26 Mar 2008

A career in photography - 1

After some considerable prodding, I promised that from time to time I would write about how I got started in photography, and some of the stories behind my career. So here goes, this is the first one...

I was fourteen years old when I decided I wanted to be a press photographer. I’d seen a photograph on the back page of Dad’s newspaper. They’d call it a ‘light bulb moment’ these days, but then, way back in the early 60s, something much more powerful than your average 40 watt bulb was ignited inside me. I knew at that moment what I wanted to do with my life.

The picture showed the photographer in the cockpit of one of the RAF Red Arrows jets. The camera, with a wide-angle lens, was in the front of the cockpit looking back and it showed not only the man who took the shot, but the tight formation of aircraft behind. It dawned on me that that man was not in the Air Force, yet there he was flying with the Red Arrows. That was the life of a press photographer, and that was what I wanted to do. Years later when I was a staff photographer on The Daily Express in Fleet Street, I met that photographer. His name was Ron Burton, and he became a friend. He was enormously pleased to hear that his picture had inspired a 14 year old kid to set off on a career in photography.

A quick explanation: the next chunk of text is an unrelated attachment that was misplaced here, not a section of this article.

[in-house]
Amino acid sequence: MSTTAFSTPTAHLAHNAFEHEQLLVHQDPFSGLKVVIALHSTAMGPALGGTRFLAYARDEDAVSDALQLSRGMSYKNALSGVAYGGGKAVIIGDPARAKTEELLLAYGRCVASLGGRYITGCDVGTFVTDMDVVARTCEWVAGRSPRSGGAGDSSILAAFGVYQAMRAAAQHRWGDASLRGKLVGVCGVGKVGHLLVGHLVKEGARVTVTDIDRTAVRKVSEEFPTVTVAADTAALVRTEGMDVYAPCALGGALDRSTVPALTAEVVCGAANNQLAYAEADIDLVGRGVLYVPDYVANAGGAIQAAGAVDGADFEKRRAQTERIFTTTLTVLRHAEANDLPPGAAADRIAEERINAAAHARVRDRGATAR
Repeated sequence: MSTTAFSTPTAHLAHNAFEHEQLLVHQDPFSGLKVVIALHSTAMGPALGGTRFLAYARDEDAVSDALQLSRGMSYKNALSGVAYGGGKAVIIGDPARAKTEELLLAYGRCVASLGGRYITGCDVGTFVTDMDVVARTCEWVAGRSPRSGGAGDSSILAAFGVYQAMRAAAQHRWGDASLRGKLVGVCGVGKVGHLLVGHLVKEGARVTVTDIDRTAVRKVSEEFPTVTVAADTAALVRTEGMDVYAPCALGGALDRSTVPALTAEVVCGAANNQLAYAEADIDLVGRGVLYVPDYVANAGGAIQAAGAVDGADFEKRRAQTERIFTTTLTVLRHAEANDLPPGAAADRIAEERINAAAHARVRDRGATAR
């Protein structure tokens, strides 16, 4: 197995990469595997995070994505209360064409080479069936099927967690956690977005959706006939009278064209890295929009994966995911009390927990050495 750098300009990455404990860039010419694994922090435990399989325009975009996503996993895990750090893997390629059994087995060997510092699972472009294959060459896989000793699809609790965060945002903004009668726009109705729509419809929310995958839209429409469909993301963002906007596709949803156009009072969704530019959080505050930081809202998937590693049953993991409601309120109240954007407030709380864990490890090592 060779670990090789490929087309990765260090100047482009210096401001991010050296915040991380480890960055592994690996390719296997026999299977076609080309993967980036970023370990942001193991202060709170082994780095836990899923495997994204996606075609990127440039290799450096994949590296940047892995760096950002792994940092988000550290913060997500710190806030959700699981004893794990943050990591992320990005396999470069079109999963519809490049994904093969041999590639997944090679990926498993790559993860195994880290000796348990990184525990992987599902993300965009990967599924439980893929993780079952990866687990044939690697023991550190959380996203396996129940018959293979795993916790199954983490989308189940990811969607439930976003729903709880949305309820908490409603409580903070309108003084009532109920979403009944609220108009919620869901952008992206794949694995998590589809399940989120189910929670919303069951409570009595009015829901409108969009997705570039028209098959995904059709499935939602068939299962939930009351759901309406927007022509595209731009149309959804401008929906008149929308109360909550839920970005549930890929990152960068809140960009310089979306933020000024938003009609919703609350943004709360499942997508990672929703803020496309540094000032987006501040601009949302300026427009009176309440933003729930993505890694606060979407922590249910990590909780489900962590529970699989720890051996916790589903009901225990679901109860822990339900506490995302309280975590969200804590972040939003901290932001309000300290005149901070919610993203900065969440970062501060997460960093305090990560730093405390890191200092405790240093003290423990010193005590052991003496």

That very evening I announced my intentions to Mum and Dad.

“I want to be a press photographer. I don’t want an office job, and I really don’t want to work in a dirty old factory like Dad. I’d like to get out and about, and some of those London photographers get sent all over the world taking photos. Just you look at the pictures in Mirror. That’s what I want to do.”

Mum looked doubtful and I half expected a dressing down for saying what I had about Dad’s job at the diesel engine factory – it put the food on the family table after all. But Dad himself chipped in here. He paused from filling his pipe with the richly-scented mixture of St. Bruno and thick twist that bulged in his well-worn leather tobacco pouch and looked up.

“Now that’s what I call a proper ambition – see the world at someone else’s expense, and I don’t mean in the bloody army, either, square bashin’ and peelin’ spuds. Well paid, too, I’ll bet. You might even be famous and get your name in the paper one day. You give it a try son, I’ll write the letter for you if you like.”

That was it. Done and dusted - to Dad it was now all perfectly clear cut. With his total confidence in the talents of his only son it would be inconceivable that I would be turned down for a job as chief photographer on a top London daily newspaper. Not, that is, once he had written a letter asking the editor to give me a job. But then, Dad was also very sure of his own letter writing talents.

According to Dad’s bullet-pointed letter, those newspaper editors would be missing a golden opportunity, in fact they may even be negligent in their duty to their readers, if they did not immediately offer me a job.